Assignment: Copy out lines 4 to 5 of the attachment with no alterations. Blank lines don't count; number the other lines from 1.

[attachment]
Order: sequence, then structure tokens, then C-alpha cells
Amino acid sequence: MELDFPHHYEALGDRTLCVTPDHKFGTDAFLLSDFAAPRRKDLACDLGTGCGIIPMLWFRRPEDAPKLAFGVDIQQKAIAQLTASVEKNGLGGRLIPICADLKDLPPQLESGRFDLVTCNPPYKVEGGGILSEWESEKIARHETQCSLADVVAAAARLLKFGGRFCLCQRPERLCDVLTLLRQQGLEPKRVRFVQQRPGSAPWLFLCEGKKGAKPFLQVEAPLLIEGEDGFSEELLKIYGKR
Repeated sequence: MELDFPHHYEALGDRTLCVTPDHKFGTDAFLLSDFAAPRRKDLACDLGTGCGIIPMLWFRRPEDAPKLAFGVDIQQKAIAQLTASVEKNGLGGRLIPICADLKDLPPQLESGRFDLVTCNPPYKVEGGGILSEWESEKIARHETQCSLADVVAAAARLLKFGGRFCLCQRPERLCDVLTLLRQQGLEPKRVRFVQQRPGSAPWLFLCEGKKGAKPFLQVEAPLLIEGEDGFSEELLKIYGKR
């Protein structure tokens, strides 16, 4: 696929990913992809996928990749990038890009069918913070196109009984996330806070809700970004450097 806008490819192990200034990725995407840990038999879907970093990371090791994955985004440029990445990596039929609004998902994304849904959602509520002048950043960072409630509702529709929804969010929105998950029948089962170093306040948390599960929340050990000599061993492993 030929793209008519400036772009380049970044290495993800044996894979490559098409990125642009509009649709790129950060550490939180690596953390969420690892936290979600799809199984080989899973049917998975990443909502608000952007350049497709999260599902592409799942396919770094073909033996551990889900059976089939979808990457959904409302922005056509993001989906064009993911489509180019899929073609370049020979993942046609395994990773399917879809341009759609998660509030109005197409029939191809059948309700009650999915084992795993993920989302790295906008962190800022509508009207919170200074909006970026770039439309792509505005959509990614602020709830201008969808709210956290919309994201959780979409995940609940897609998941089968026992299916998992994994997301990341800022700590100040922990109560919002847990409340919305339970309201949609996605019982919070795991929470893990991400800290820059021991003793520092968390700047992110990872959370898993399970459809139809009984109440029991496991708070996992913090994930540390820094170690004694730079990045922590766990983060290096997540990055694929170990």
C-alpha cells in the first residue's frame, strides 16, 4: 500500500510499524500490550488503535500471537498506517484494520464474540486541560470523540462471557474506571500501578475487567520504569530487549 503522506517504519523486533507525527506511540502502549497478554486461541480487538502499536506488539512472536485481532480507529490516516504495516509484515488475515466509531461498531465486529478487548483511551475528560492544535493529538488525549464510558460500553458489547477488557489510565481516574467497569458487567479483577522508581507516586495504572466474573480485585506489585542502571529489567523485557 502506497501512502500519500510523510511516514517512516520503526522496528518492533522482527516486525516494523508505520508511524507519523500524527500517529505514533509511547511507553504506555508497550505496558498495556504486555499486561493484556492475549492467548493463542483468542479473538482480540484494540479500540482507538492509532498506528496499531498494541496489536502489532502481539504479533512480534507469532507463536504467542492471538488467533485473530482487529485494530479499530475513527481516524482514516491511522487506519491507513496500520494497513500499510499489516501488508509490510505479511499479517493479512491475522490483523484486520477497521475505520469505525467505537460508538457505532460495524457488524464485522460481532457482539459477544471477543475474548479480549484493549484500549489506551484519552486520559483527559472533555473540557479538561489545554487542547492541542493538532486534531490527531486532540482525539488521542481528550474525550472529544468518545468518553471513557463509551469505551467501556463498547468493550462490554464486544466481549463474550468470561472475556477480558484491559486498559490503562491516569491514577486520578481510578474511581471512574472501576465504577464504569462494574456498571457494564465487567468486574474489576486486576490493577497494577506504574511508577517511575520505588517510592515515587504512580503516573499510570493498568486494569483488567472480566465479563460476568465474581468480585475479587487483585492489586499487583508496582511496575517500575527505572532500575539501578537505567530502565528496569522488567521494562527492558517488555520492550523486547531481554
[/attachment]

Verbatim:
């Protein structure tokens, strides 16, 4: 696929990913992809996928990749990038890009069918913070196109009984996330806070809700970004450097 806008490819192990200034990725995407840990038999879907970093990371090791994955985004440029990445990596039929609004998902994304849904959602509520002048950043960072409630509702529709929804969010929105998950029948089962170093306040948390599960929340050990000599061993492993 030929793209008519400036772009380049970044290495993800044996894979490559098409990125642009509009649709790129950060550490939180690596953390969420690892936290979600799809199984080989899973049917998975990443909502608000952007350049497709999260599902592409799942396919770094073909033996551990889900059976089939979808990457959904409302922005056509993001989906064009993911489509180019899929073609370049020979993942046609395994990773399917879809341009759609998660509030109005197409029939191809059948309700009650999915084992795993993920989302790295906008962190800022509508009207919170200074909006970026770039439309792509505005959509990614602020709830201008969808709210956290919309994201959780979409995940609940897609998941089968026992299916998992994994997301990341800022700590100040922990109560919002847990409340919305339970309201949609996605019982919070795991929470893990991400800290820059021991003793520092968390700047992110990872959370898993399970459809139809009984109440029991496991708070996992913090994930540390820094170690004694730079990045922590766990983060290096997540990055694929170990």
C-alpha cells in the first residue's frame, strides 16, 4: 500500500510499524500490550488503535500471537498506517484494520464474540486541560470523540462471557474506571500501578475487567520504569530487549 503522506517504519523486533507525527506511540502502549497478554486461541480487538502499536506488539512472536485481532480507529490516516504495516509484515488475515466509531461498531465486529478487548483511551475528560492544535493529538488525549464510558460500553458489547477488557489510565481516574467497569458487567479483577522508581507516586495504572466474573480485585506489585542502571529489567523485557 502506497501512502500519500510523510511516514517512516520503526522496528518492533522482527516486525516494523508505520508511524507519523500524527500517529505514533509511547511507553504506555508497550505496558498495556504486555499486561493484556492475549492467548493463542483468542479473538482480540484494540479500540482507538492509532498506528496499531498494541496489536502489532502481539504479533512480534507469532507463536504467542492471538488467533485473530482487529485494530479499530475513527481516524482514516491511522487506519491507513496500520494497513500499510499489516501488508509490510505479511499479517493479512491475522490483523484486520477497521475505520469505525467505537460508538457505532460495524457488524464485522460481532457482539459477544471477543475474548479480549484493549484500549489506551484519552486520559483527559472533555473540557479538561489545554487542547492541542493538532486534531490527531486532540482525539488521542481528550474525550472529544468518545468518553471513557463509551469505551467501556463498547468493550462490554464486544466481549463474550468470561472475556477480558484491559486498559490503562491516569491514577486520578481510578474511581471512574472501576465504577464504569462494574456498571457494564465487567468486574474489576486486576490493577497494577506504574511508577517511575520505588517510592515515587504512580503516573499510570493498568486494569483488567472480566465479563460476568465474581468480585475479587487483585492489586499487583508496582511496575517500575527505572532500575539501578537505567530502565528496569522488567521494562527492558517488555520492550523486547531481554